"How screwed am I?" a new starter asked Reddit after claiming they'd been marched out of their job by their employer's CTO after "destroying" the production DB – and had been told "legal" would soon get stuck in.
The luckless junior software developer told the computer science career questions forum:
I was basically given a document detailing how to set up my local development environment.... which involves run[ning] a small script to create my own personal DB instance from some test data.
After running the command I was supposed to copy the database url/password/username outputted by the command and configure my dev environment to point to that database. Unfortunately instead of copying the values outputted by the tool, I instead, for whatever reason, used the values the document had.
Unfortunately, apparently those values were actually for the production database (why they are documented in the dev setup guide i have no idea). Then from my understanding that the tests add fake data, [I] clear[ed] existing data between test runs, which basically cleared all the data from the production database.
Honestly i had no idea what i did and it wasn't [until] about 30 or so minutes after did someone actually figured out/realised what i did.
Many of us at The Reg were cringing, wincing and sucking our teeth at the weekend when we read the tale, especially when the junior dev claimed they'd moved across a country (it was not specified which) to take the job. The post has since attracted over 4,000 comments, most of which are supportive, and many of which tell the poster they're likely not legally liable for the screw-up.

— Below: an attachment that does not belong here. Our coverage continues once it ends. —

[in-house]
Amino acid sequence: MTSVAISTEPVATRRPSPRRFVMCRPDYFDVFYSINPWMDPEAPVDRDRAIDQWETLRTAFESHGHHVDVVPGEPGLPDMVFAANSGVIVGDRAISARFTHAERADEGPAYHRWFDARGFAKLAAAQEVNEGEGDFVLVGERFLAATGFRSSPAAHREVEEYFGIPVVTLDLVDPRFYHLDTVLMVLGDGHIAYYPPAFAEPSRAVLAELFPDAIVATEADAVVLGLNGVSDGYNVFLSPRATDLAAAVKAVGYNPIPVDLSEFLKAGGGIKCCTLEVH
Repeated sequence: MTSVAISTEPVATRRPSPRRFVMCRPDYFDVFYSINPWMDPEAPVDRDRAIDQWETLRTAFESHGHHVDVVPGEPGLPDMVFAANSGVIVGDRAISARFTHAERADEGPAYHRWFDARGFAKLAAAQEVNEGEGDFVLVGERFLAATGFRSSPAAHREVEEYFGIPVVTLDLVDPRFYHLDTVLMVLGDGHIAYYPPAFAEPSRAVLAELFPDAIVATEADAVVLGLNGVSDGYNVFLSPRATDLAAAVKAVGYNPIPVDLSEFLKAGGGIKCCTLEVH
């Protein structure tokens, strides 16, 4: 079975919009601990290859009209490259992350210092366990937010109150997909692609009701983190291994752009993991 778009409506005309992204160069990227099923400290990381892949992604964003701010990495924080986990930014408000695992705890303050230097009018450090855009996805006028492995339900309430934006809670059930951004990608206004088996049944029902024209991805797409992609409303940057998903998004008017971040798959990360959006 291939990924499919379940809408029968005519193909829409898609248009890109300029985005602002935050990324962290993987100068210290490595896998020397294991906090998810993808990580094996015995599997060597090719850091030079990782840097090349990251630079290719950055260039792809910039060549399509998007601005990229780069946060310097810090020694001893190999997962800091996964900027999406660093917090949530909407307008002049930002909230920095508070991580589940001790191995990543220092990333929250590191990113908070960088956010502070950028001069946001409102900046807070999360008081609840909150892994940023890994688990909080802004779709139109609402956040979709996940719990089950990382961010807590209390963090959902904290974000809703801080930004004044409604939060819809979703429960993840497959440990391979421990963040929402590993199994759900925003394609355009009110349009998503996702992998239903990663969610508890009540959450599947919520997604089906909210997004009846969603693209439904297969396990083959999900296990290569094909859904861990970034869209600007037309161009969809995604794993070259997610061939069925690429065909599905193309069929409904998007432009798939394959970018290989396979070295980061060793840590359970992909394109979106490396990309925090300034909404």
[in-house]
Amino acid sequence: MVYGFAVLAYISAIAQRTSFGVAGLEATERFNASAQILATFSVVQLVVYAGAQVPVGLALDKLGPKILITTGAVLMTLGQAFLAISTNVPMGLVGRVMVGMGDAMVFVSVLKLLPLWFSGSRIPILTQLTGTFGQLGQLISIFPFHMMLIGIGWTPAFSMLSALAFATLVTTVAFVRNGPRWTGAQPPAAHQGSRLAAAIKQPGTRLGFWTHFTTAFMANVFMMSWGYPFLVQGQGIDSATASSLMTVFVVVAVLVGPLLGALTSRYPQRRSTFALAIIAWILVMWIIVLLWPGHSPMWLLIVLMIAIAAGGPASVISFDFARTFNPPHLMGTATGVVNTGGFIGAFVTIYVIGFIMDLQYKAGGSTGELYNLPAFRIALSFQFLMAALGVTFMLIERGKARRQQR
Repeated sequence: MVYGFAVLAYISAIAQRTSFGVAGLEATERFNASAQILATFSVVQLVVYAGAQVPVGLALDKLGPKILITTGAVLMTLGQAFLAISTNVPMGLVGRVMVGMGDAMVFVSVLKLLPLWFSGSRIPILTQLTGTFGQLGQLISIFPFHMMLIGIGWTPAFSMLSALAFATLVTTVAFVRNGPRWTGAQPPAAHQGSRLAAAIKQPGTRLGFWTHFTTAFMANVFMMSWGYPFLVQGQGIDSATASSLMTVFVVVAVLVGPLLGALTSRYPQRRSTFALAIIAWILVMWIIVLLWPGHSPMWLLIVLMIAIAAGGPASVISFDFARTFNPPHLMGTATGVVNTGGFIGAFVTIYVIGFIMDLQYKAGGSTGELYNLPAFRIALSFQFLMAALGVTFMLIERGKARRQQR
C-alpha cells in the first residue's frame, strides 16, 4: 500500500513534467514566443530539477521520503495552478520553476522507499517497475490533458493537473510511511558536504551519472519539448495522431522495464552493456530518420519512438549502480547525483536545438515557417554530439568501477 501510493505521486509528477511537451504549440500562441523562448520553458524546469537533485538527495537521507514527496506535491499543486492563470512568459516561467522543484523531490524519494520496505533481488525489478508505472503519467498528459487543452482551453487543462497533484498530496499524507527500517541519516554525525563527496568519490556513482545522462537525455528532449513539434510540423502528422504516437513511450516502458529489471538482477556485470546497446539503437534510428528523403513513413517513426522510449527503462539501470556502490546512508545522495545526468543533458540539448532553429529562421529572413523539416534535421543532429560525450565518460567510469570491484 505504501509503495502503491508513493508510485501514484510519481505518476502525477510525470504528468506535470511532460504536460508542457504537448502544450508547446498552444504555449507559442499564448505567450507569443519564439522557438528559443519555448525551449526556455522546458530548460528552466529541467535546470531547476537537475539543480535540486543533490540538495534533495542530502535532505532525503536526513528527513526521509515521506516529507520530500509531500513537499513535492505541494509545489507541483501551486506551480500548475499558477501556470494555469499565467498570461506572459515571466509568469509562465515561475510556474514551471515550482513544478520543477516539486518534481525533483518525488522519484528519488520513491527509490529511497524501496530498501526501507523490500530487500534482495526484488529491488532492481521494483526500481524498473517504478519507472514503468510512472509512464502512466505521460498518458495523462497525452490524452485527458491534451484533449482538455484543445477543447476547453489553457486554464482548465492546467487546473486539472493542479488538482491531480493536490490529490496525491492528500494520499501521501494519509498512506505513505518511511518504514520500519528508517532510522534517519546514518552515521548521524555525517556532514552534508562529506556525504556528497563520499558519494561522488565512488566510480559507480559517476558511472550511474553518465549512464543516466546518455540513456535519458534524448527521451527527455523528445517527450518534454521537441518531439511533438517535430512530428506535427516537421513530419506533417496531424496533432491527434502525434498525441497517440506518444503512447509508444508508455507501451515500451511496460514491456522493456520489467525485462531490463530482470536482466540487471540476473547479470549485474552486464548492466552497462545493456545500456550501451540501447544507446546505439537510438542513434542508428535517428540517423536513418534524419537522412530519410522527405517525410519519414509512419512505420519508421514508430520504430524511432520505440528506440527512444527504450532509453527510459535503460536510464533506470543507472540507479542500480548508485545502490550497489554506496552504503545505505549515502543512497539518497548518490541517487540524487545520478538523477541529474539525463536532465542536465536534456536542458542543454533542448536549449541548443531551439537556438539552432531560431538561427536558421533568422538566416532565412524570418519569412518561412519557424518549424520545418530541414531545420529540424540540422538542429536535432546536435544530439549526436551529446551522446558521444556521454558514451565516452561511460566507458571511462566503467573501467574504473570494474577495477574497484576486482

The post concluded:
While what i had done was sinking in, the CTO told me to leave and never come back. He also informed me that apparently legal would need to get involved due to severity of the data loss. I basically offered and pleaded to let me help in some way to redeem myself and i was told that i "completely fucked everything up".
If you can identify the company in question, which apparently has at least 100 staffers, a dev team of "around 40+ people" and "mostly positive Glassdoor reviews", please get in touch here. If you have a similar tale of woe for our On Call column, let us know here. ®